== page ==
One of the most fascinating things about the way men and women typically manage, lead, and make decisions, is the impact of their world view orientation - in this case their household world view. How mothers run households is a microcosm example of how they typically function in the broader world as leaders and workers.
One of my absolute favourite community examples, albeit somewhat extreme for most of us girls as a working opp, are the women of Akashinga in Africa. This community driven model trains disadvantaged women - in all female teams - to manage an entire nature reserve. Since the women have become involved in poacher management, the results have been transformational - for the women themselves, their community and the animals they seek to protect.
Perhaps the biggest impact of putting women into these roles is that because women are less combative than their previous male counterparts, with more of a community driven interpersonal focus, the role of the anti-poachers has changed to more of a pro-animals standing. The women are trained as both rangers and biodiversity managers, allowing them to protect the reserves that were previously financed by trophy hunting, from a more constructive and peaceful orientation. (Interestingly, most of the women are vegans.)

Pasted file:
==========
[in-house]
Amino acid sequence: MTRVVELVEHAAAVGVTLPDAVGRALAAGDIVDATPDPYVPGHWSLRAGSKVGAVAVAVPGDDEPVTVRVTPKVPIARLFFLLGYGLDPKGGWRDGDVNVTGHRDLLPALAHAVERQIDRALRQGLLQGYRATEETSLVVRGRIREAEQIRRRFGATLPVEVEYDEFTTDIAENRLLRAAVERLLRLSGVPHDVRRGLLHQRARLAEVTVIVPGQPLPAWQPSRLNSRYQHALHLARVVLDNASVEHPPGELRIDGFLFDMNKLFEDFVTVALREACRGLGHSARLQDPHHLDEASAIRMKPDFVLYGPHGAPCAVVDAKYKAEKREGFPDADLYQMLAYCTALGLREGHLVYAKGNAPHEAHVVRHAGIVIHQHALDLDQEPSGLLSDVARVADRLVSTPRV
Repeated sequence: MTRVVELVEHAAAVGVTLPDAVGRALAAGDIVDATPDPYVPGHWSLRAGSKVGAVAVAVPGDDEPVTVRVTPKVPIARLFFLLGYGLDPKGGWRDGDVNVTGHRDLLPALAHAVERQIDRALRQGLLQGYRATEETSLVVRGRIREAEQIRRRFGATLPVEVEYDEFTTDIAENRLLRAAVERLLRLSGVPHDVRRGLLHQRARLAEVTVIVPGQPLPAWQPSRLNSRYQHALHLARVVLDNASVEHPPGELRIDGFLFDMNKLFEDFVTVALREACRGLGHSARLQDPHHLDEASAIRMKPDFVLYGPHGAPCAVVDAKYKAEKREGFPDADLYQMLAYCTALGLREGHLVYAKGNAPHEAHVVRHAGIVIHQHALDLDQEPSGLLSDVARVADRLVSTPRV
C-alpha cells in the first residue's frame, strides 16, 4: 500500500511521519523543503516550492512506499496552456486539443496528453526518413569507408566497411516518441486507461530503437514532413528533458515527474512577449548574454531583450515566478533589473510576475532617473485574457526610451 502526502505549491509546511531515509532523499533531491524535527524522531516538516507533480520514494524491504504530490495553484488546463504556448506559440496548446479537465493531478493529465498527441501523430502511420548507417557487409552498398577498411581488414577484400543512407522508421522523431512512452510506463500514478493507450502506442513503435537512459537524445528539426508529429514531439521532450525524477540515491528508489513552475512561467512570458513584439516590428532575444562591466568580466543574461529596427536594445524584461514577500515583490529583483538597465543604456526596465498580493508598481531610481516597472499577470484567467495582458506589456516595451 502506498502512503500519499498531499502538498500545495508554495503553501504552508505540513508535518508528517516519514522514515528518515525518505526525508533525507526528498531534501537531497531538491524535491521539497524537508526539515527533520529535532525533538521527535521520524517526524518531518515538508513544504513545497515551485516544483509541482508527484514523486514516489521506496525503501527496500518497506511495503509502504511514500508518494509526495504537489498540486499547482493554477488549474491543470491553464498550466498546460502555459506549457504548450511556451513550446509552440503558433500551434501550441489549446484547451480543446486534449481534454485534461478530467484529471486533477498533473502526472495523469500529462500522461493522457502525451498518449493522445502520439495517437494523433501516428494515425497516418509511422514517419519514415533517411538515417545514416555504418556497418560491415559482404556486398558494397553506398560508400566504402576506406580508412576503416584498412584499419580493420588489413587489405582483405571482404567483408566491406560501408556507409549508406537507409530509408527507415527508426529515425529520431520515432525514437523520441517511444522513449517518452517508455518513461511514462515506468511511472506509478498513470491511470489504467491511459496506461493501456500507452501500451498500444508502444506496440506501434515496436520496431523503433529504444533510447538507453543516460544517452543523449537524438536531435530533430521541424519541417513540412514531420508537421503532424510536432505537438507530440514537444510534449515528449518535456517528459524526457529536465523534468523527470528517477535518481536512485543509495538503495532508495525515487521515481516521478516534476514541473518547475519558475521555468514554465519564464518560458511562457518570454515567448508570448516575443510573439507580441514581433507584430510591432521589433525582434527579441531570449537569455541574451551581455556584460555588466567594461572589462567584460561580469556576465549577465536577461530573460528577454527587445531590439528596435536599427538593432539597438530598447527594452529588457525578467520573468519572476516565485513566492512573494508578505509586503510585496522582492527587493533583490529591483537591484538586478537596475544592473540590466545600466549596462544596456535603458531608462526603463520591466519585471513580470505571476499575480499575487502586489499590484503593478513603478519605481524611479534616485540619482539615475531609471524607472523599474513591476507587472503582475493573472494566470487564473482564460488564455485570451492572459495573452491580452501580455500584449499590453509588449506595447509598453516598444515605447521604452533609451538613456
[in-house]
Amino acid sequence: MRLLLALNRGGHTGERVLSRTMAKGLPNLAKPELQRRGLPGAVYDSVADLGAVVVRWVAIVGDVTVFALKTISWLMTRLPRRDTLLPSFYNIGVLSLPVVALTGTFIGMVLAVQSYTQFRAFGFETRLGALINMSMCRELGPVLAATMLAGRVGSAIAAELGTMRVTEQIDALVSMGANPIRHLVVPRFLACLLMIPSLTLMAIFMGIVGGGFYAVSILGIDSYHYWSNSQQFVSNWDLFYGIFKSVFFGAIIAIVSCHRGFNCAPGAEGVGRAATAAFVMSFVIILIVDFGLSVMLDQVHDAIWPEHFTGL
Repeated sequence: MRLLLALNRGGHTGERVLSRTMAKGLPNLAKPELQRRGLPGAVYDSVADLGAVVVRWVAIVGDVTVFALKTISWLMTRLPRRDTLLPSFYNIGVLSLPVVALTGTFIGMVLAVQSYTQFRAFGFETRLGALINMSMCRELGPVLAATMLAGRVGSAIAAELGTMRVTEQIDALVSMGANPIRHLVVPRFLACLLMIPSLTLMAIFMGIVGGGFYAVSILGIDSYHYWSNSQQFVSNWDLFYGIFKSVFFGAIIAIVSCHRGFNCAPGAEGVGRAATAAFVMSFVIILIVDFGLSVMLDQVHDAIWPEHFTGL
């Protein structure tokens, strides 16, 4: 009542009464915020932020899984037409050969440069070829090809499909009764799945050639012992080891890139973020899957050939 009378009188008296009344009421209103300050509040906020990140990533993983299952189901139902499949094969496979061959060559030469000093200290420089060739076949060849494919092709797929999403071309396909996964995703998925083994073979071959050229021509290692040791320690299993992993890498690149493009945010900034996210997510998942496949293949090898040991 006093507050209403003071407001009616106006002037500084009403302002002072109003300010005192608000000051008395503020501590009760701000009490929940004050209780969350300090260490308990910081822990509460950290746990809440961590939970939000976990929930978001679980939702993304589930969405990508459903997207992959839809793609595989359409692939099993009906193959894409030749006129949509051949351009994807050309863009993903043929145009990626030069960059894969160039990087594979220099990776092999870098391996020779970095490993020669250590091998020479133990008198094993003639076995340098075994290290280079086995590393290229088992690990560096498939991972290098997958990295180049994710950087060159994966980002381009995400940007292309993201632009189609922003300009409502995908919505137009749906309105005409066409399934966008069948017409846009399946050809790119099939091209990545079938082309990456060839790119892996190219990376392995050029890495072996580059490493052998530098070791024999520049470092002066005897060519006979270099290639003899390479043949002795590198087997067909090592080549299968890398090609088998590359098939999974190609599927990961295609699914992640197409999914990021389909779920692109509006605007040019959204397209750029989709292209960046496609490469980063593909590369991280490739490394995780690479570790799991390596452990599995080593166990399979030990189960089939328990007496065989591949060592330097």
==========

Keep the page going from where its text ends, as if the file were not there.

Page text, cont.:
Many of the women are single mothers, bringing up kids alone, so the opportunity to work with the team is extremely important - both for personal strength and paid work. One of the interesting insights of the team has been that women invest up to 3 times more of their salary than a male into their family. This means that 3/4 of the operational cost of running the reserve actually now go back into the community.
Taking this logic model to a global stage, there is also substantial evidence - and I say evidence because that's pretty much all we've got - that women are way more effective than men with peace and security. Where women are meaningfully involved in peacekeeping efforts, they are 65% more likely to succeed. Humanitarian assistance after disasters is more effective and peace agreements more likely to last longer where women are involved.
And yet, despite all the proof of the likelihood of far better outcomes, disaster management and peace keeping efforts are 98.5 percent run by men. Only 1.5 percent of peace agreements involve women. Coupled with the fact that only 7 percent of world leaders are women, many of us are wishing there was just a tad more representation right now on the world stage.